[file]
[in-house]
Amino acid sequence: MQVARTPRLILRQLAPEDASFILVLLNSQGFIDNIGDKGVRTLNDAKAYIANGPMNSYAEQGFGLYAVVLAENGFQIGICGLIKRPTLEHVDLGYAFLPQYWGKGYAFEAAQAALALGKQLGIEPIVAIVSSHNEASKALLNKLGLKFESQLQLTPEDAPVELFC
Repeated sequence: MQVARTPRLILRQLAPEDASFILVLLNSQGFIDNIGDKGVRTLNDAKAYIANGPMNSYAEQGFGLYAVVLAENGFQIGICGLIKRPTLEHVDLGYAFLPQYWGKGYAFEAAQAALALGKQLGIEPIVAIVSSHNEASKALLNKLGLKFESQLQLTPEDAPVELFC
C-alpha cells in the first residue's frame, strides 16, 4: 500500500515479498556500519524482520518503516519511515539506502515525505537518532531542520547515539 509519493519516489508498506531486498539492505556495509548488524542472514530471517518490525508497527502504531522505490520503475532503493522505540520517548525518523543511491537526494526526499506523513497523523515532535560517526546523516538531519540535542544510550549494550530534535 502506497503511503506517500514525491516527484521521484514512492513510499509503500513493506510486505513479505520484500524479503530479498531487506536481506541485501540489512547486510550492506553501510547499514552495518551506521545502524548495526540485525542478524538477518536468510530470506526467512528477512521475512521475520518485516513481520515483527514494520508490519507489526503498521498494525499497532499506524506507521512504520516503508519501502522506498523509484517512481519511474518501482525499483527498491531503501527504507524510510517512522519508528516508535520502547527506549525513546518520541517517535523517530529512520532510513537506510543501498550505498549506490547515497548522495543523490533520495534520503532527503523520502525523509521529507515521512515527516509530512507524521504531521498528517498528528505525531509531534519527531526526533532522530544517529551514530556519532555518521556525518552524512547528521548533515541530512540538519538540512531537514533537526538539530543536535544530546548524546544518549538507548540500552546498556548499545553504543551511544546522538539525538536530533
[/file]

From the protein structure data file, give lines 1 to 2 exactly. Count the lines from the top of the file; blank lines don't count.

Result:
[in-house]
Amino acid sequence: MQVARTPRLILRQLAPEDASFILVLLNSQGFIDNIGDKGVRTLNDAKAYIANGPMNSYAEQGFGLYAVVLAENGFQIGICGLIKRPTLEHVDLGYAFLPQYWGKGYAFEAAQAALALGKQLGIEPIVAIVSSHNEASKALLNKLGLKFESQLQLTPEDAPVELFC